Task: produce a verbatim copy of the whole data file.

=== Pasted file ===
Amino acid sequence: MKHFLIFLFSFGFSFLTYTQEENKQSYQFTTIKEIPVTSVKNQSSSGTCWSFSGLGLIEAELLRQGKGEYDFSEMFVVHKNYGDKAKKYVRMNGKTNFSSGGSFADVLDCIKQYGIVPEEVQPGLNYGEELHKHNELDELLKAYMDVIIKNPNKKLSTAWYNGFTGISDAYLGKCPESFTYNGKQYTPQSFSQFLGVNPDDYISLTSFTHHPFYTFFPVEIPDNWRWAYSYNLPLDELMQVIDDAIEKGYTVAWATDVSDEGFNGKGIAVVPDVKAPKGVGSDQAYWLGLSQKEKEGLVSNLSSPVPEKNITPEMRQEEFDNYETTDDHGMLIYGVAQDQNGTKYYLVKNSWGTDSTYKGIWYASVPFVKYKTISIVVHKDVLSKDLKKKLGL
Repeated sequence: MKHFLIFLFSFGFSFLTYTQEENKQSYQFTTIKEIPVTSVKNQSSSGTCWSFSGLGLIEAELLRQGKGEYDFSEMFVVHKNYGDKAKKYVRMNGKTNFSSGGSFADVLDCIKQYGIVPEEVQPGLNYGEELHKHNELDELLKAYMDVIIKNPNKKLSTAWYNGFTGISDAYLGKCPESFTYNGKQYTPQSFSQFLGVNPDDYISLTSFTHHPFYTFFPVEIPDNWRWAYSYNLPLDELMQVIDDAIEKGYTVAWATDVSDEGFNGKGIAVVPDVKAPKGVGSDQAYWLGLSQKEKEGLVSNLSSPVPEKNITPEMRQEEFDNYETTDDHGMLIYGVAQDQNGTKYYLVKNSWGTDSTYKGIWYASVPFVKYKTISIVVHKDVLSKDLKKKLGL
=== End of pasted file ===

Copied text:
Amino acid sequence: MKHFLIFLFSFGFSFLTYTQEENKQSYQFTTIKEIPVTSVKNQSSSGTCWSFSGLGLIEAELLRQGKGEYDFSEMFVVHKNYGDKAKKYVRMNGKTNFSSGGSFADVLDCIKQYGIVPEEVQPGLNYGEELHKHNELDELLKAYMDVIIKNPNKKLSTAWYNGFTGISDAYLGKCPESFTYNGKQYTPQSFSQFLGVNPDDYISLTSFTHHPFYTFFPVEIPDNWRWAYSYNLPLDELMQVIDDAIEKGYTVAWATDVSDEGFNGKGIAVVPDVKAPKGVGSDQAYWLGLSQKEKEGLVSNLSSPVPEKNITPEMRQEEFDNYETTDDHGMLIYGVAQDQNGTKYYLVKNSWGTDSTYKGIWYASVPFVKYKTISIVVHKDVLSKDLKKKLGL
Repeated sequence: MKHFLIFLFSFGFSFLTYTQEENKQSYQFTTIKEIPVTSVKNQSSSGTCWSFSGLGLIEAELLRQGKGEYDFSEMFVVHKNYGDKAKKYVRMNGKTNFSSGGSFADVLDCIKQYGIVPEEVQPGLNYGEELHKHNELDELLKAYMDVIIKNPNKKLSTAWYNGFTGISDAYLGKCPESFTYNGKQYTPQSFSQFLGVNPDDYISLTSFTHHPFYTFFPVEIPDNWRWAYSYNLPLDELMQVIDDAIEKGYTVAWATDVSDEGFNGKGIAVVPDVKAPKGVGSDQAYWLGLSQKEKEGLVSNLSSPVPEKNITPEMRQEEFDNYETTDDHGMLIYGVAQDQNGTKYYLVKNSWGTDSTYKGIWYASVPFVKYKTISIVVHKDVLSKDLKKKLGL